In The Right Place’s role as the regional economic development organization, we often talk about what makes this community the ‘right place’ for businesses to grow and create jobs. Without a doubt, there are many reasons to live and do business in West Michigan - which tends to make these conversations straightforward. However, as the events of these past several days have brought to light, there are also painful realities being experienced by our communities of color that we must address. These conversations are critical, and far more complex.

We are committed to having these tough conversations and we stand alongside our community members of color in pursuing justice and demanding change. How can we build a more inclusive and prosperous West Michigan? How can we create a place where all people, regardless of their skin color, share in this prosperity? These are just a few of the questions we are asking ourselves because we want this region to be the right place not just for some, but for all.

We want Grand Rapids to be a place where systemic racism is not perpetuated, protected, or accepted. We want this to be a place where racial injustice does not influence opportunities such as quality of education and advancement in the workforce. It should not be a death sentence to be a person of color in this country.

As leaders in the community, we are committed to continuing honest discussions about these grim and painful realities. We are listening. We also know that listening alone will not eradicate racism. Our neighbors, coworkers, family, and friends who are people of color deserve more – they deserve real, measurable change.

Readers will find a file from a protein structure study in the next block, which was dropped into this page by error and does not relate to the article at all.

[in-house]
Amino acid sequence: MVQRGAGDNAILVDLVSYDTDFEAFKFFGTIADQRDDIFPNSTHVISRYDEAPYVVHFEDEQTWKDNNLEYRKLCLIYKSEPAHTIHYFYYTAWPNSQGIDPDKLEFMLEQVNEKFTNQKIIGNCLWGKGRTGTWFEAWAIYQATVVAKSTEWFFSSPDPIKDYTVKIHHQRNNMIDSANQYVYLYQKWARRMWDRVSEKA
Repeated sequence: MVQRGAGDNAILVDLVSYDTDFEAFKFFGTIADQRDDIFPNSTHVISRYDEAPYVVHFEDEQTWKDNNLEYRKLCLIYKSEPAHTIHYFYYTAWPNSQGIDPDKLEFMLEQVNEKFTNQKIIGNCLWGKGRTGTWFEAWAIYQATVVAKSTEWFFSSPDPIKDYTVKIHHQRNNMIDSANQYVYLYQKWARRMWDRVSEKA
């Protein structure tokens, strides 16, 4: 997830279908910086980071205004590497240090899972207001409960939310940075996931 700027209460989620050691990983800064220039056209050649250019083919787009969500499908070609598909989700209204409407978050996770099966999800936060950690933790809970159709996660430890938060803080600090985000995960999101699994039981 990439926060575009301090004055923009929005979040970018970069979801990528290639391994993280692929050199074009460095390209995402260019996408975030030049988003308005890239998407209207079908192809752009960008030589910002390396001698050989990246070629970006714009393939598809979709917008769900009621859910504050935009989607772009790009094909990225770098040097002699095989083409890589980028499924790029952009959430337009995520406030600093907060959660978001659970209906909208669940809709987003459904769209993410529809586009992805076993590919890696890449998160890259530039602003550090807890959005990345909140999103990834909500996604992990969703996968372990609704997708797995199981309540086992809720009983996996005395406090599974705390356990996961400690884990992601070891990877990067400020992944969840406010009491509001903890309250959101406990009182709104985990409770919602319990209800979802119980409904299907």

Our organization’s mission is to drive sustainable economic growth and shared prosperity for all. Yet we know that we cannot tackle systemic racism alone. This pervasive problem is several hundred years in the making and it will take time, collaboration and continuous dedication to eliminate its hold within our community.

However, there is reason to be hopeful. We have never been a community that sits by idly, waiting for someone else to solve our problems. Evidence of this can be seen in the thousands of people who marched peacefully last week to demand change, and it can also be seen in the hundreds who voluntarily showed up to repair the damage done to our city by a few isolated actors.

This collaborative spirit and drive built Grand Rapids into a place we are proud to call home, and it will guide us as we work to dismantle systemic racism and the anguish it causes. By working alongside one another, we know our community will emerge stronger and more resilient than ever before.

Birgit M. Klohs
President & CEO
The Right Place, Inc.